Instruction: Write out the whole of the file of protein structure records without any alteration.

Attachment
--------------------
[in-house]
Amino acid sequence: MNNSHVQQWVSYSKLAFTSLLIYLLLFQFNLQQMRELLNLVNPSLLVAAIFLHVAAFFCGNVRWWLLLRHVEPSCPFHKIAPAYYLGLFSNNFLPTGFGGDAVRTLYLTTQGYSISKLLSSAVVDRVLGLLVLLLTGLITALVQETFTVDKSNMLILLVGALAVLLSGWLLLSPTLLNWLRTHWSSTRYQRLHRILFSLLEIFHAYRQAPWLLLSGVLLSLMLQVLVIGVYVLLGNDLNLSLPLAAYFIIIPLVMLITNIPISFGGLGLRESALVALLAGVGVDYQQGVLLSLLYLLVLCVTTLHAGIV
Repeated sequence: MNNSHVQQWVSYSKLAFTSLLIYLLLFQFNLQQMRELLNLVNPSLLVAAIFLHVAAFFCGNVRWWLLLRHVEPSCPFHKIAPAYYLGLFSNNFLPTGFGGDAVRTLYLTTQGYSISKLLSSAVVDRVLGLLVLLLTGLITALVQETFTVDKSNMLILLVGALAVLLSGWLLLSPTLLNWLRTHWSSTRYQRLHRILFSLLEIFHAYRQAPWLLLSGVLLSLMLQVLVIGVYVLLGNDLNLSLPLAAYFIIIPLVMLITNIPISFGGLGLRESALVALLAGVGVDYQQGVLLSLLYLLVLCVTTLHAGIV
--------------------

[in-house]
Amino acid sequence: MNNSHVQQWVSYSKLAFTSLLIYLLLFQFNLQQMRELLNLVNPSLLVAAIFLHVAAFFCGNVRWWLLLRHVEPSCPFHKIAPAYYLGLFSNNFLPTGFGGDAVRTLYLTTQGYSISKLLSSAVVDRVLGLLVLLLTGLITALVQETFTVDKSNMLILLVGALAVLLSGWLLLSPTLLNWLRTHWSSTRYQRLHRILFSLLEIFHAYRQAPWLLLSGVLLSLMLQVLVIGVYVLLGNDLNLSLPLAAYFIIIPLVMLITNIPISFGGLGLRESALVALLAGVGVDYQQGVLLSLLYLLVLCVTTLHAGIV
Repeated sequence: MNNSHVQQWVSYSKLAFTSLLIYLLLFQFNLQQMRELLNLVNPSLLVAAIFLHVAAFFCGNVRWWLLLRHVEPSCPFHKIAPAYYLGLFSNNFLPTGFGGDAVRTLYLTTQGYSISKLLSSAVVDRVLGLLVLLLTGLITALVQETFTVDKSNMLILLVGALAVLLSGWLLLSPTLLNWLRTHWSSTRYQRLHRILFSLLEIFHAYRQAPWLLLSGVLLSLMLQVLVIGVYVLLGNDLNLSLPLAAYFIIIPLVMLITNIPISFGGLGLRESALVALLAGVGVDYQQGVLLSLLYLLVLCVTTLHAGIV